His mom suggested a walk through the woods around their house, so Simon and I headed off while discussing his business situation. Carefully navigating through fallen leaves and branches with my slippers, I was alarmed when Simon looked back and casually pointed out poison ivy. Poison ivy! I reminded him that not everyone grows up learning what poison ivy looks like and that he very well might go traipsing around in his pants and closed shoes, but I (in malong and slippers, no less!) had no idea what to avoid. He laughed, apologized, and pointed out a clear path. (Next time, I'm wearing hiking boots.)
He kept trying to find something that suited everyone. When he realized that he couldn't, he did the difficult but right thing.
In the meantime, his dad and I had a number of great thought-provoking conversations about corporations enroaching upon the private life, what a good life is, and other topics. I enjoyed stretching my mind and learning from other people. =)
I also managed to get most of the way through a new edition of "Spirit of the Web", one of the books his father wrote about technologies for communication. =) I laughed at a lot of the stories he'd dug up about the history of radio and other techs. Quinn Fung had it as the textbook for one of her courses, so I can chat with her about it.
His mom told me a few more stories about the raccoons that regularly visit them, too. It was fun feeding them peanuts. Oh, and I saw a hummingbird! =) They're so cute!
I'm happy with the weekend. Although it meant moving things around a
bit and having the rest of my week a little bit tighter, it was the
best way I could've spent that time. (And yes, that's even considering
I'm looking forward to visiting them again. I've been sternly warned not to bring them any more gifts. <laugh> See, I baked cookies for his mom and his sister the first time I was there - it was their birthdays, so I had an excuse. Then I couldn't help think of them when I saw those cat postcards in the Museum of Fine Arts in Boston. =) Now I am tempted to get a baking pan, an inside joke about that delectable peach pie which was made of peaches so juicy that they overflowed and burned into the pan.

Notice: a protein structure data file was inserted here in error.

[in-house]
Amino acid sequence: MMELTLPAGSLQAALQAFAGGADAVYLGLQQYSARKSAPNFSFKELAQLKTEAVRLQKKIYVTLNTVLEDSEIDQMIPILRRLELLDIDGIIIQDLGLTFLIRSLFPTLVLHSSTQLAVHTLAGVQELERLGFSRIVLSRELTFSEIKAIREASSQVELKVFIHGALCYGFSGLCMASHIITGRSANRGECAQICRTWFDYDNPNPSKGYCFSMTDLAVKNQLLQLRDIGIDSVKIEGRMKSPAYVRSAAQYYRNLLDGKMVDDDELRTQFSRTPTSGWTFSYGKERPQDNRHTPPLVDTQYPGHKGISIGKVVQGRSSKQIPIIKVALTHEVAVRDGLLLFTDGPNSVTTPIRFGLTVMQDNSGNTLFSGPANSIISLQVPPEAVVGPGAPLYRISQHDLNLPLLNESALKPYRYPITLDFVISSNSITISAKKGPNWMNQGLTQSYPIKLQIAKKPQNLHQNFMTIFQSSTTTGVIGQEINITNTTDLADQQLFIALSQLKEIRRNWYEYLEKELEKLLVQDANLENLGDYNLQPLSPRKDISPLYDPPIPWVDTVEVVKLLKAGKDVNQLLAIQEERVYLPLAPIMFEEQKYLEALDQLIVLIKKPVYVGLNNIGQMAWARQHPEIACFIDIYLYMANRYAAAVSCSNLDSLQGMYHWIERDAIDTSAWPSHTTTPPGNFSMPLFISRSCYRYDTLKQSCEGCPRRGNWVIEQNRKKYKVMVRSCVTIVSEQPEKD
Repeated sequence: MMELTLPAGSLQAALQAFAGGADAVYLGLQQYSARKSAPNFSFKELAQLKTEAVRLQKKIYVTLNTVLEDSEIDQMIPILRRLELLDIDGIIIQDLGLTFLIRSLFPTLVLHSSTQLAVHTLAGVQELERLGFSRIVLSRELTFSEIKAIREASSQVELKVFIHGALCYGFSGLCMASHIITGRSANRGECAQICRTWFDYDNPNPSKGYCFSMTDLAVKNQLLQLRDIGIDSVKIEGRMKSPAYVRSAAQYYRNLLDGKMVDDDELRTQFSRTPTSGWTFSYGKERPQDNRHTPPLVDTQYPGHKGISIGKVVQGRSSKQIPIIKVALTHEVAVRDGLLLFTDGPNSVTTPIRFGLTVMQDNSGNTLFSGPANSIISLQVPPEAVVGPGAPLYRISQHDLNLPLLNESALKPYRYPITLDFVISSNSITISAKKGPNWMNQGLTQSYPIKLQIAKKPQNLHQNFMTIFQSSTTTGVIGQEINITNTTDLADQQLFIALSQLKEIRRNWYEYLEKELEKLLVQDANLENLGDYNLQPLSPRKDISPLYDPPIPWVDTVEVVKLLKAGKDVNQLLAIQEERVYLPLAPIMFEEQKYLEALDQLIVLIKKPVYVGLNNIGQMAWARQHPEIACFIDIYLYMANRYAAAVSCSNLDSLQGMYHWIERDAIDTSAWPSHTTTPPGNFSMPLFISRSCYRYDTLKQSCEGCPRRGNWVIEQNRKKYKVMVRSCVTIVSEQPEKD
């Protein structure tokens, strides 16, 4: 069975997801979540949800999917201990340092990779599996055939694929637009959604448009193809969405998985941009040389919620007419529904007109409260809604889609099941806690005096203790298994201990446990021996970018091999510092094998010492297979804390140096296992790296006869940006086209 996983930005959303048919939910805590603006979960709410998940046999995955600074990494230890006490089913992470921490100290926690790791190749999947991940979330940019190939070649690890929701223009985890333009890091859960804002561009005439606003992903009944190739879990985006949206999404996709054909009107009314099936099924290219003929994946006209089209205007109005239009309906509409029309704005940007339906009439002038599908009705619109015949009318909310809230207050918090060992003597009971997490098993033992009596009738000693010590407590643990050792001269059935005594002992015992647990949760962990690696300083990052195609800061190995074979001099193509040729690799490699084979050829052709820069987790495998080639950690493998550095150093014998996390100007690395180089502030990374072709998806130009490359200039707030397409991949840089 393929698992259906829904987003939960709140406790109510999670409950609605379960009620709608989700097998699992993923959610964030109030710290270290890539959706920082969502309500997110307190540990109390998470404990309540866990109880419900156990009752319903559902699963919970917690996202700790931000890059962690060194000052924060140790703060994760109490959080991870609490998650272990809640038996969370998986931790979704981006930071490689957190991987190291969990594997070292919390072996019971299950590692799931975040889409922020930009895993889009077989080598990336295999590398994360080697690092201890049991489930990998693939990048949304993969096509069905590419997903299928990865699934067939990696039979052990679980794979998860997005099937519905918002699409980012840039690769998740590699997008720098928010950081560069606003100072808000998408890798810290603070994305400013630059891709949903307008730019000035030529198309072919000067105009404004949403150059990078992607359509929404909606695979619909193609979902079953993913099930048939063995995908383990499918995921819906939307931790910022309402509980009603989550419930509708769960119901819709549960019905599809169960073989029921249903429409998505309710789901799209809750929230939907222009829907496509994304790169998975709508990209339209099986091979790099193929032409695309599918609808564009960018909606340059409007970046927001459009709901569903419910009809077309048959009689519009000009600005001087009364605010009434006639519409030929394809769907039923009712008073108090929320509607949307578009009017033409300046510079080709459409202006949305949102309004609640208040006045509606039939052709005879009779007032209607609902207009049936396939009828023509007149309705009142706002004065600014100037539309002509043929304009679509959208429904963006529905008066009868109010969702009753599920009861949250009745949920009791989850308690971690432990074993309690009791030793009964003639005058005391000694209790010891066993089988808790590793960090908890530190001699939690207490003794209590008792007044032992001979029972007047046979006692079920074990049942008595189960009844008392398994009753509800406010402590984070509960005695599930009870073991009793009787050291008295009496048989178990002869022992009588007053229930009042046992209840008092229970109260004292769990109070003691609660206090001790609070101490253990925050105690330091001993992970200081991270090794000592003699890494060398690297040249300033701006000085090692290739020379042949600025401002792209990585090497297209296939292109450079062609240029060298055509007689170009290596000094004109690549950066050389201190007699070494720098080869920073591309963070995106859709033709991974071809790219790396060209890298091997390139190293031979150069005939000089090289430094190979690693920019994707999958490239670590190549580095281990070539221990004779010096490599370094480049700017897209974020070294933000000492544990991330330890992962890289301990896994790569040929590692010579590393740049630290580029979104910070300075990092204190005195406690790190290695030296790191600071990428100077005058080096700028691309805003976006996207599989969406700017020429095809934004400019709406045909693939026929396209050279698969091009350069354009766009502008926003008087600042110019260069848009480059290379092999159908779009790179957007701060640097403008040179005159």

A good weekend indeed.
Yes, I keep a database on people. ;) I use an Emacs module aptly called the Big Brother Database (BBDB), which is just a keystroke away from my mail (Gnus) and my blog (Planner). I keep all sorts of notes in it, like when I met someone or what their food preferences are.
The following bit of Emacs Lisp code extracts all the names and e-mail addresses from my BBDB. I have 1852 distinct e-mail addresses, although a number of them are not for people.
(mapc (lambda (rec) (if (bbdb-record-net rec) (let ((name (bbdb-record-name rec))) (mapc (lambda (addr) (insert name "\t" addr "\n")) (bbdb-record-net rec))))) (bbdb-records))
I uploaded the list to LinkedIn and OpenBC, my two favorite business networking sites. I found that a lot of my contacts had joined the services since I last checked. It was great being able to refer to my notes and make those connections. For example, one record said that I'd met someone in 2004 at a Tokyo Linux Users Group meeting - something I'd probably not have remembered on my own...
Some of the records didn't have much annotation aside from the note "personal mail", which means I probably should set up mail indexing and search again. Hmm.
It's nice to have these notes at my fingertips.